Orheiul Vechi

Photo in the Public Domain.

Orheiul Vechi Archaeological Landscape is part of the Tentative list of Moldova in order to qualify for inclusion in the World Heritage List.

Orheiul Vechi Archaeological Landscape is home to several important regional political, military, economic, and cultural centers dating from the Early Iron Age through the Middle Ages. The strategic defensive advantages of this landscape led to the development of three remarkable settlements in particular: the Getae fortresses (from the 6th through the 3rd centuries BCE), the Mongol town of Şehr al-Cedid (ca. 1330-1369 CE), and the medieval town of Orhei (ca. 1370-1540 CE). The location of the landscape at the confluence of geographic and cultural zones can be seen in the many religious edifices displaying the succession and coexistence of different religions and architectural styles.

Map of Orheiul Vechi

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The coordinates shown for all tentative sites were produced as a community effort. They are not official and may change on inscription.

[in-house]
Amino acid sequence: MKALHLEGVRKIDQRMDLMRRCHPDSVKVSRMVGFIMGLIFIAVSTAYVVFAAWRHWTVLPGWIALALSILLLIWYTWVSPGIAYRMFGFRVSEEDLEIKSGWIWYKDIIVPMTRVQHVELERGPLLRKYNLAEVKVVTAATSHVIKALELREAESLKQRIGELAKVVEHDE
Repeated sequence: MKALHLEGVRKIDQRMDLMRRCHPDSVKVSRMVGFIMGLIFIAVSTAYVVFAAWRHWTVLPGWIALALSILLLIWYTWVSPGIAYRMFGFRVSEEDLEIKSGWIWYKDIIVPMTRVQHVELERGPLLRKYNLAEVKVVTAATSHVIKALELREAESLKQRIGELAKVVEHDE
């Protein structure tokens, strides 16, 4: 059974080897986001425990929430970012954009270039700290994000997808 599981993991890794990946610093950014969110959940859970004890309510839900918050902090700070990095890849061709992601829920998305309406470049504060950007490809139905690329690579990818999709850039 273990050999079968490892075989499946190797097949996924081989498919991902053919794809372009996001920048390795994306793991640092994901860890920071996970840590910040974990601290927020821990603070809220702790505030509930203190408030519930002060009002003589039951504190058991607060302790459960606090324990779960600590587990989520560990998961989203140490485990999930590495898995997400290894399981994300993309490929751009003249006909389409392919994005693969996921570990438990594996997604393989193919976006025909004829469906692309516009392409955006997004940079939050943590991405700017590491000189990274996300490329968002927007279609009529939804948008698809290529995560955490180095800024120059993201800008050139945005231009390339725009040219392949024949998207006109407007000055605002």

Community Reviews

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Malta - 27-Feb-24 -

Orheiul Vechi Archaeological Landscape (T) by Clyde

I visited what can be described as Moldova's best tWHS (much better than its sole WHS Struve location for sure!) in 2023. The Archaeological Landscape of Old Orhei or Orheiul Vechi in Romanian is a perfect half day trip from Moldova's capital Chisinau, approximately 60 kilometres away.

The ancient city of Orheiul Vechi is a natural and historical complex located on a narrow bend of the Raut River. It is best visited by car as the different components are quite far from each other on foot. The natural landscape of limestone rock, eroded by the river, is combined with archaeological vestiges of the ancient Trypillian civilization. As a result of archaeological excavations, cultural layers were discovered from different epochs, such as the Paleolithic, Eneolithic, and Iron Age, so it really has potential as a Cultural Landscape. In theory, a ticket must be paid once you approach Orheiul Vechi, but this is only applied for its main component, the Orthodox monastery and the several caves with inscriptions. Upon getting close to the area at the base of the valley, you'll be asked to park your car, pay the entrance ticket and walk quite uphill for a couple of hundred metres. I visited all the other components at leisure without having paid any ticket, namely the remains of the Tatar Baths, the remains of the Governor's Palace and Medieval Fortress, the Medieval and Geto-Dacian Walls, and the remains of a mosque and a church.